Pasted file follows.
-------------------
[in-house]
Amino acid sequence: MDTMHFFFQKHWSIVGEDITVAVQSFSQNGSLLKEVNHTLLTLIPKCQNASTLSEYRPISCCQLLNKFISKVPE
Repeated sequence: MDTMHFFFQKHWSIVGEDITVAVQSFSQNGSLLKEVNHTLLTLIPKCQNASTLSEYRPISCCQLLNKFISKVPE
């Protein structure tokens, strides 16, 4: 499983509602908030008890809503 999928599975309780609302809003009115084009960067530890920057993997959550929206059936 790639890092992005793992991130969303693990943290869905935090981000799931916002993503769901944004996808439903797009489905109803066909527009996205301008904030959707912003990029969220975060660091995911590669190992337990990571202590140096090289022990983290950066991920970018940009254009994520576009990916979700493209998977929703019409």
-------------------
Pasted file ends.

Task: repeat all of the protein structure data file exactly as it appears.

[in-house]
Amino acid sequence: MDTMHFFFQKHWSIVGEDITVAVQSFSQNGSLLKEVNHTLLTLIPKCQNASTLSEYRPISCCQLLNKFISKVPE
Repeated sequence: MDTMHFFFQKHWSIVGEDITVAVQSFSQNGSLLKEVNHTLLTLIPKCQNASTLSEYRPISCCQLLNKFISKVPE
């Protein structure tokens, strides 16, 4: 499983509602908030008890809503 999928599975309780609302809003009115084009960067530890920057993997959550929206059936 790639890092992005793992991130969303693990943290869905935090981000799931916002993503769901944004996808439903797009489905109803066909527009996205301008904030959707912003990029969220975060660091995911590669190992337990990571202590140096090289022990983290950066991920970018940009254009994520576009990916979700493209998977929703019409």